"As distinguished from objections to jurisdiction involving the constitution of courts, the necessity of the presence of the person or the res within the territorial limits of the court's power, and process and service, and aside from certain more or less arbitrary limitations and restrictions, an objection to the jurisdiction of equity resolves itself into an assertion of the existence of an adequate remedy in the courts of law or in other duly constituted tribunals other than courts of equity. By reason of the fact that equity jurisdiction had its origin in the inadequacy of legal remedies, this objection is usually spoken of as jurisdictional. And in a sense this terminology is correct, as the objection negatives the very foundation of the right to equitable relief, and goes not only to the lack of some element essential to relief under some established head of equity, but may amount to an assertion that the subject matter is entirely without the established field of equity jurisprudence, and may involve an insistence upon the fundamental right of trial by jury. But nevertheless it goes to the propriety of acting rather than to the power to act. And thus, in its final analysis, it may be said to invoke merely a rule of convenience, whereby a court of equity may prevent matters purely cognizable at law from being drawn into chancery at the will of the parties, and hold them to a waiver in the absence of proper and timely objection, but at the same time may reserve to itself a judicial discretion to deny relief even in the absence of such objection."
"The objection that the plaintiff has an adequate remedy at law is no more than a rule of practice in the court of chancery, upon which the action will be dismissed if the attention of the court is called to it at the proper time and in the proper manner; and although it is most frequently spoken of by courts and writers as a question of jurisdiction it is strictly inaccurate to call it so. There is no want of jurisdiction, and should the court erroneously proceed, after objection properly taken, according to its own rule, it is very clear that the judgment would not be void. It might be erroneous, and subject to reversal in a direct proceeding, but it could not be collaterally impeached or disregarded." Peck v. Beloit School Dist. No. 4, supra, 21 C. J. p. 162, and note 30.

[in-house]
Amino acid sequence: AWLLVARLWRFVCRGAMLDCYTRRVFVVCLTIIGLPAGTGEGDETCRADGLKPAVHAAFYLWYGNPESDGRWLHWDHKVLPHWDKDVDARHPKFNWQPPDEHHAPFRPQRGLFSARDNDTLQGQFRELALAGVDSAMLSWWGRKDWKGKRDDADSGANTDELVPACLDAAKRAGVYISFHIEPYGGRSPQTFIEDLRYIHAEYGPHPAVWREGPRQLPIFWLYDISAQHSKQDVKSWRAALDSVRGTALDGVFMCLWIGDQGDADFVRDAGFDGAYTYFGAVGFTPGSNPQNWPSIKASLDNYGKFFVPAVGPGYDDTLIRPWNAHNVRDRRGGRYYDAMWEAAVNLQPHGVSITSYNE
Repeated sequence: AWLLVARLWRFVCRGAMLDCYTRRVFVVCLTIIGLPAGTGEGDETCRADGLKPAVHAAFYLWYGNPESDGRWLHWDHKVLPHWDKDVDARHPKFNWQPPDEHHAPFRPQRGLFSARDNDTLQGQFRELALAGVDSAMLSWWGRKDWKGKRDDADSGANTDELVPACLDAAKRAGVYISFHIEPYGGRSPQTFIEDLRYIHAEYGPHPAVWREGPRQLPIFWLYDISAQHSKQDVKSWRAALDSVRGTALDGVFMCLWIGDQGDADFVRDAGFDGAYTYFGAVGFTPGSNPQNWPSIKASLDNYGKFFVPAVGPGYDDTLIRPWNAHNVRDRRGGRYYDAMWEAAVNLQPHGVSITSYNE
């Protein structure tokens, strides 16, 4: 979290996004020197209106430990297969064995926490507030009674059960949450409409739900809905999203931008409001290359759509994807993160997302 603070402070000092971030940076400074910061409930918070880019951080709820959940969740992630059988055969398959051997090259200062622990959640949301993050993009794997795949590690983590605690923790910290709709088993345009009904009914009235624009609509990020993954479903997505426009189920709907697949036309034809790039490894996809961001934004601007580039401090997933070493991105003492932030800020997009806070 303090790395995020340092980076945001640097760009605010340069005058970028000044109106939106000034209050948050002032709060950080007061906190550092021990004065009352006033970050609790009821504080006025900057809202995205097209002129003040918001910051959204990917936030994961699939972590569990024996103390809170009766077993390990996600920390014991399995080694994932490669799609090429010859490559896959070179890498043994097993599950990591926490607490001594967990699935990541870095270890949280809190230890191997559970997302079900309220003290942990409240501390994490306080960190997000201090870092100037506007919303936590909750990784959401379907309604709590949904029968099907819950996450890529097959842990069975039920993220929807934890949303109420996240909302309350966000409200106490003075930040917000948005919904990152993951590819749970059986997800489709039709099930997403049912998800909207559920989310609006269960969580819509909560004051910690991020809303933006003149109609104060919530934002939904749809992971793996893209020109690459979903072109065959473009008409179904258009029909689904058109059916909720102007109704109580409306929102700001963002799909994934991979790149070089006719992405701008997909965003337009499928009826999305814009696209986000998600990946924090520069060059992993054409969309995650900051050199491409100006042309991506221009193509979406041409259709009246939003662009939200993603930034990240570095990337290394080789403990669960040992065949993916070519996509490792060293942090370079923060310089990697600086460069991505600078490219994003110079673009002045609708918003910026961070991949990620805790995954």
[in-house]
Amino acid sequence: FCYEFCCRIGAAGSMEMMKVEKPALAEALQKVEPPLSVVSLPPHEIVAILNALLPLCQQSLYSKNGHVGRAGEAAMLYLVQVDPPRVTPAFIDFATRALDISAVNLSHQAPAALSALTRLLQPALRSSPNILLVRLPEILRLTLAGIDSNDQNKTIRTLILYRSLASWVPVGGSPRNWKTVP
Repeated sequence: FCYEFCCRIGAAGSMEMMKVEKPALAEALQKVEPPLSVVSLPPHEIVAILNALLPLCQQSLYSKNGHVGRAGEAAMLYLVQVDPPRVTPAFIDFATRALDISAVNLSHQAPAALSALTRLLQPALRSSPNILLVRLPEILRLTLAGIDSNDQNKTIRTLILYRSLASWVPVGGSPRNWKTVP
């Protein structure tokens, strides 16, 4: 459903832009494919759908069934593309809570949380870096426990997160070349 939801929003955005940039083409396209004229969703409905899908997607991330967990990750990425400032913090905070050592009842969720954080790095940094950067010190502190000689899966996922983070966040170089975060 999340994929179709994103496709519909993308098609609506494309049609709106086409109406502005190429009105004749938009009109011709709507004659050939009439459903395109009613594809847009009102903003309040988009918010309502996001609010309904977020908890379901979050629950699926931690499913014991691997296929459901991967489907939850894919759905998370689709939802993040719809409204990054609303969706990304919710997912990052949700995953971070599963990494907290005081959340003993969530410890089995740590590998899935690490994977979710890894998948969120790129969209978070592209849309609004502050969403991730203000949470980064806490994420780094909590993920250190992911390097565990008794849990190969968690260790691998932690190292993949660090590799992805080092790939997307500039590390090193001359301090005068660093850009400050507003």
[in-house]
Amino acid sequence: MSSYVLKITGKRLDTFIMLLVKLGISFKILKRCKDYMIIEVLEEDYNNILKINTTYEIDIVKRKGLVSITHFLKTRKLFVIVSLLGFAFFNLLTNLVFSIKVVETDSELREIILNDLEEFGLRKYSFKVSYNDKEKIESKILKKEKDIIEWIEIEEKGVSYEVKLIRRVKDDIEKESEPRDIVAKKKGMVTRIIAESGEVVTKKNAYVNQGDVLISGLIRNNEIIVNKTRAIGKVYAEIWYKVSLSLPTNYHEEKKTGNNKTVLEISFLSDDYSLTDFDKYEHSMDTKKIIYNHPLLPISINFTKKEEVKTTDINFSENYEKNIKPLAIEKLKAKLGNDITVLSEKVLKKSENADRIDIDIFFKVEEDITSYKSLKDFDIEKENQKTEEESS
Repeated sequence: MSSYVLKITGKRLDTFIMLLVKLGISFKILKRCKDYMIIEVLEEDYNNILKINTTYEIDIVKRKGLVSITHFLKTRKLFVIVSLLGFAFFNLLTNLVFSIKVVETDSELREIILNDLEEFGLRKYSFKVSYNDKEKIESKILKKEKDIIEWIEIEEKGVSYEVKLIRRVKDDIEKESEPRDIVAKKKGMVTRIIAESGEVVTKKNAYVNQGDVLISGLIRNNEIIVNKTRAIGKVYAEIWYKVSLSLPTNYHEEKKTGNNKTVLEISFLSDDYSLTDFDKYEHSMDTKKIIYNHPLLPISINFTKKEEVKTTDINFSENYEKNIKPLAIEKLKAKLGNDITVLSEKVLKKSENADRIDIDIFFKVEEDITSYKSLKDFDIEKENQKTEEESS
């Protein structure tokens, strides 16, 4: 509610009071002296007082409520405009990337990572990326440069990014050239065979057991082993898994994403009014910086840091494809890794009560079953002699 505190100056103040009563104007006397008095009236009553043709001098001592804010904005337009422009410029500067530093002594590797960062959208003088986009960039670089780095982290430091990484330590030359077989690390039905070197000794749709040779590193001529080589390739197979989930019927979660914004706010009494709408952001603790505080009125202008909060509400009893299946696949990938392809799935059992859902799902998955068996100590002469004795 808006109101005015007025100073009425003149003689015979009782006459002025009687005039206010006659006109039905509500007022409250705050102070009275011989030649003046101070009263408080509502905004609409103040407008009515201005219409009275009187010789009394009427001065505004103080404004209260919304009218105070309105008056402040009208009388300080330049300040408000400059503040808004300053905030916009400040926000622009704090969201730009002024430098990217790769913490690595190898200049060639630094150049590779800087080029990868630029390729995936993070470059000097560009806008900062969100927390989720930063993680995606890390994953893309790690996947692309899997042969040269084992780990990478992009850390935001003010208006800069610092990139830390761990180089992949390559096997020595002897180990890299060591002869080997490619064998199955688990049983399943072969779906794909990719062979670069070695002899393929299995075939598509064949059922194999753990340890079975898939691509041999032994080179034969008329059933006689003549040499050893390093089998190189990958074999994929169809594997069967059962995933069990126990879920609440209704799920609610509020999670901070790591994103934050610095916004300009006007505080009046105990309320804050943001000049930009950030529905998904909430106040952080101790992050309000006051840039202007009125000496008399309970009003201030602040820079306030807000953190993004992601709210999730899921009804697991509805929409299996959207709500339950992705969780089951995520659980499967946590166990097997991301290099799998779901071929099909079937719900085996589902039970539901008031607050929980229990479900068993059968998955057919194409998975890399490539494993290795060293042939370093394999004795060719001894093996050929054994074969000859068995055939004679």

The absence of precedents, or novelty of incident, present no obstacle to the exercise of the jurisdiction of a court of equity. 21 C. J. 35. But, if needed, apparent, if not real, precedents are found in Aycock Bros. Lumber Co. v. First Nat. Bank of Dothan, 54 Fla. 604, 45 South. Rep. 501; Varn v. Ashbrook, 84 Fla. 626, 94 South. Rep. 384; Howell v. Commercial Bank, 51 Fla. 460, 40 South. Rep. 76. 11 C. J. 413; Ballinger v. West Pub. Co., 44 App. Cas. (D.C.) 49; 136 U.S. 268; 17 A.L.R. 1421 Notes.
The statement in Section 10, page 9, Story Equity Pleading, that "the bill must state a case within the appropriate jurisdiction of a court of equity;" that "consent cannot confer a jurisdiction not vested by law" and that "the court itself cannot act except upon its own intrinsic authority in matters of jurisdiction; and every excess will amount to usurpation, which will make its decretal orders a nullity, or infect them with ruinous infirmity," refers to Section 473 note (a) which deals with objections to equitable cognizance by the parties or by the court sua sponte, and states that "an adequate legal remedy, excluding the jurisdiction of equity, exists, e. g., in the following forms of proceedings in an action of assumpsit or tort (citing cases); in ejectment (citing cases); in replevin (citing cases); by writ of entry (citing cases); by quo warranto (citing cases); by mandamus (citing cases);" c., which clearly indicates that the statements of the text have no reference to a case stated in the form of a bill in chancery predicated upon a contract for the sale of property in which the complainant asserts an equitable right and prays for an equitable remedy as in this case. In the cases cited or referred to above the decrees were not held to be void, but as the right to proceed in equity was duly challenged, equity cognizance was withheld.